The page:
Microsoft is "trying to ruin the PC as an open platform", according to Markus Persson, creator of the popular Minecraft game, commenting on Twitter. Shortly after I saw a tweet from developer Casey Muratori, "I am very sad to say that Windows 8 is apparently going to be a closed platform. Why isn't anyone covering this?"
The issue has been covered, of course. Microsoft was clear about this (with the exception of one aspect) from the first detailed unveiling of Windows 8 in September 2011. In the Windows 8 dual personality, the desktop side is an updated Windows 7 and apps are installed in the same way, from setup files obtained from anywhere, but on the touch-friendly side formerly called Metro, apps are, for most of us, only installed from the Windows Store.
The ARM version of Windows 8, called Windows RT, is where the lockdown really bites. No desktop applications can be installed at all, so it is Windows Store or nothing for consumers.
The rules are different for businesses deploying custom apps, and this is where Microsoft has not been quite so clear. Deploying apps without the Store is called sideloading, and is possible subject to certain limitations. Sideloading is described here. In summary:
The immediate conclusion then is this:
Since Windows 8 on Intel is open on the desktop side, smart people will likely soon work out how to overcome app restrictions on the tablet side as well. Windows RT may be more challenging, but I imaging jailbreaks will come along for that as well. The rules still make a difference though, because only a minority is willing to hack their machines.
Is this the beginning of the end for Windows as an open platform? That is an interesting question, and I have seen predictions that the desktop will wither away, such as this from former Microsoft employee Hal Berenson:
The Start menu, and indeed the entire desktop, are legacies that will have to be removed from Windows over time. While the desktop itself is probably with us for a couple of additional major Windows releases (though there may be truly desktop-free editions sooner than that) ...
Still, even if Berenson is right, desktop Windows on Intel will be with us at until Windows 10 in say four or five years time, which means maybe six or seven years before a potentially desktop-free Windows 11. None of us can see that far ahead though. If Windows RT takes off, we could be thinking of Windows as mainly a tablet OS much sooner than that.
On the other hand, if the tablet personality in Windows 8 fails to achieve its goals, desktop Windows may remain the main version forever until Windows fades away.
Nobody knows, though it is fun to speculate. However, it is interesting to examine why Windows is becoming less open and whether or not this is a bad thing.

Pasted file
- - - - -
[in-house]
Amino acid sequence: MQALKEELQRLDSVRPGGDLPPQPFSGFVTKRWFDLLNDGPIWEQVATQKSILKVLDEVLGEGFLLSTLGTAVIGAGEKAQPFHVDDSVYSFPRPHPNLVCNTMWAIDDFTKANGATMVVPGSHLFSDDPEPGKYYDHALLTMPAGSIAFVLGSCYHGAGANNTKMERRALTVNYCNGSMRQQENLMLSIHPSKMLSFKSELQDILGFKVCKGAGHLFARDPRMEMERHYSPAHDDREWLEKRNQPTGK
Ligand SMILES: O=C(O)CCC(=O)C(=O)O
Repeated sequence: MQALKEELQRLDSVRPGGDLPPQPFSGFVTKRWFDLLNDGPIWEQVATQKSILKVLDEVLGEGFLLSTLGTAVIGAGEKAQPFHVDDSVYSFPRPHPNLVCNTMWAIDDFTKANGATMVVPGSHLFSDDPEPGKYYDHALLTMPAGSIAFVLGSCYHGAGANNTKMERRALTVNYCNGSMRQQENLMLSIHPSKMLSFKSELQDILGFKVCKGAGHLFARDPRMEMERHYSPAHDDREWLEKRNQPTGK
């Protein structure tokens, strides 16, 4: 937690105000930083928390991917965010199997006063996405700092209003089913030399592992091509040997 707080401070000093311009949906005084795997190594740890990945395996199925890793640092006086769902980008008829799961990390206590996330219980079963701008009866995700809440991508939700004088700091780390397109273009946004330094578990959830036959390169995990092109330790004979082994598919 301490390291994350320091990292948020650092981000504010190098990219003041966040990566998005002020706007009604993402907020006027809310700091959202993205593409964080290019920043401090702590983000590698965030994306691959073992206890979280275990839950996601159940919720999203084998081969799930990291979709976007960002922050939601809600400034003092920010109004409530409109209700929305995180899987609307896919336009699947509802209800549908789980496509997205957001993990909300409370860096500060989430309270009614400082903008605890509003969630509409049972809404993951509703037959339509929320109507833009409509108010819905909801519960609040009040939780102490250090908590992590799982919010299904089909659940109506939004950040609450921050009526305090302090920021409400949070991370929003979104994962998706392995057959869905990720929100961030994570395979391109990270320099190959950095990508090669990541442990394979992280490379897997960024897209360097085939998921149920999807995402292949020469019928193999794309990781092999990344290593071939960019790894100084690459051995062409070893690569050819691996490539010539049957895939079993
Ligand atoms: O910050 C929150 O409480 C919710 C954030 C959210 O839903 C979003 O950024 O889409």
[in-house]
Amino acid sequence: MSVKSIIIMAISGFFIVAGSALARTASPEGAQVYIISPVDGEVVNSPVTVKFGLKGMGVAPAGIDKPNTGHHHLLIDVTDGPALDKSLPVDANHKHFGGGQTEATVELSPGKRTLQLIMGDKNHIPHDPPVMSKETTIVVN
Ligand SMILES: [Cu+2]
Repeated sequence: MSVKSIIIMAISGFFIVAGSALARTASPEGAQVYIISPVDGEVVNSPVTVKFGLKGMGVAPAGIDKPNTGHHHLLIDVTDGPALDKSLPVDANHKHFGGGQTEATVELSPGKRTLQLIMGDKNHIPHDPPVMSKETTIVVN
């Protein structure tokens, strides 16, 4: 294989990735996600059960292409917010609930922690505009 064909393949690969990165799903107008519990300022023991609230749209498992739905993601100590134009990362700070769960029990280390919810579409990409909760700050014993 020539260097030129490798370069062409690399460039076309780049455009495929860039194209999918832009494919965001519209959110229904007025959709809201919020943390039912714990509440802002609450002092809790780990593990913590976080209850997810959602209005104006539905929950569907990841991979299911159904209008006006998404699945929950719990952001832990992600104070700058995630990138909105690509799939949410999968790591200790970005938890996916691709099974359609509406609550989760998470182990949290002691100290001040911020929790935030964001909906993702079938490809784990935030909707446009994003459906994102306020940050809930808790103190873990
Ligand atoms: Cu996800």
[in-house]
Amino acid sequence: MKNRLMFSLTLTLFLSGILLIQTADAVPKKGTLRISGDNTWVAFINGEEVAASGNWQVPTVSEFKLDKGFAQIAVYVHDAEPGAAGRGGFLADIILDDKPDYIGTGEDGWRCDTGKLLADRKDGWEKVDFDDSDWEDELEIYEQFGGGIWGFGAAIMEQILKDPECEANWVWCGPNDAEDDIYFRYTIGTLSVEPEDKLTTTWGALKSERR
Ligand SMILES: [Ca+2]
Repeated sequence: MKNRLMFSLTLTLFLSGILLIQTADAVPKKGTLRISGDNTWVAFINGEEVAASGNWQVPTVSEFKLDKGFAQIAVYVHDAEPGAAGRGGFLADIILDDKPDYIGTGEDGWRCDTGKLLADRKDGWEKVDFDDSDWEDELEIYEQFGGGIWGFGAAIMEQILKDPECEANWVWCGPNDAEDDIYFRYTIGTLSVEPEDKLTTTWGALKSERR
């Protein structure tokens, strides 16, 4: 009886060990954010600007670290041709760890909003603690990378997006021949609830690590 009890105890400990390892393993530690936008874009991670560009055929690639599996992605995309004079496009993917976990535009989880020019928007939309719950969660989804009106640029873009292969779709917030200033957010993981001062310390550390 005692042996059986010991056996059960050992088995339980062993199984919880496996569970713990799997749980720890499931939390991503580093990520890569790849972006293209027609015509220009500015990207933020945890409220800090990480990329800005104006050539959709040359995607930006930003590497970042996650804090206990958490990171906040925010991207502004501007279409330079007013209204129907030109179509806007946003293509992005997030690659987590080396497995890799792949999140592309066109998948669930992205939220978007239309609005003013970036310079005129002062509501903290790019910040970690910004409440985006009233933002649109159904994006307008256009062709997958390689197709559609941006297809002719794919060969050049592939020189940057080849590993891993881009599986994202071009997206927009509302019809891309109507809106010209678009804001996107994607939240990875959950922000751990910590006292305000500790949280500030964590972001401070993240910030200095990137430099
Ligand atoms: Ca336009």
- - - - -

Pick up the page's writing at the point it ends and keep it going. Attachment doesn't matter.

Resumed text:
Microsoft could not get away with this so easily without Apple, which came up with the "App store only" model for the iPhone and iPad. That makes them closed platforms, and makes Apple a ton of money from store fees, but users are happy because app store prices are generally low, plenty of apps are free, and there is no uncertainty about "where do I get apps for my iPad?", and the App Store is curated so that it should be malware-free, and if malware were to sneak through, it would soon be removed.
In a business context, where administrators want full control over which apps are installed for security and stability reasons, a closed platform is mostly a good thing. A closed platform in combination with the sandboxing of apps on the tablet side is a very good thing.
What about open source? What about consumers? There are fundamental objections to closed systems, which inherently put too much power in the hands of the platform owners. How can we be sure that Microsoft, for example, will not favour its own applications over competitors for things like Office? This is already the case with Windows RT, which comes with Office pre-installed and no way to install an alternative on the desktop side.
On the other hand, the openness of Windows, once a benefit as it encouraged a strong application ecosystem, has become a disadvantage. Users love the performance, stability and clean user interface they get on an iPad, versus Windows machines which more times than not are spoilt by apps running on startup that are not needed, mysterious toolbars that appear unasked in web browsers, along with adware and sometimes malware.
Anybody looking at Windows today would conclude that the system needs to be brought more under the user's control; and that is hard to do without lockdown. Windows Store apps in Windows 8 are easy to install and, more important, easy to remove.
There is every likelihood than that both businesses and consumers will see the lockdown in Windows 8 more as a benefit than a burden; which is actually a good reason for those who may in consequence lose out (like Valve which runs a games store for Windows) to shout loudly about the issue.
The case is not simple though, and on balance most users may well be better off with a less open system than they currently enjoy.
Finally, remember that Intel Windows 8 on the desktop side remains as open as ever, and will be for the foreseeable future.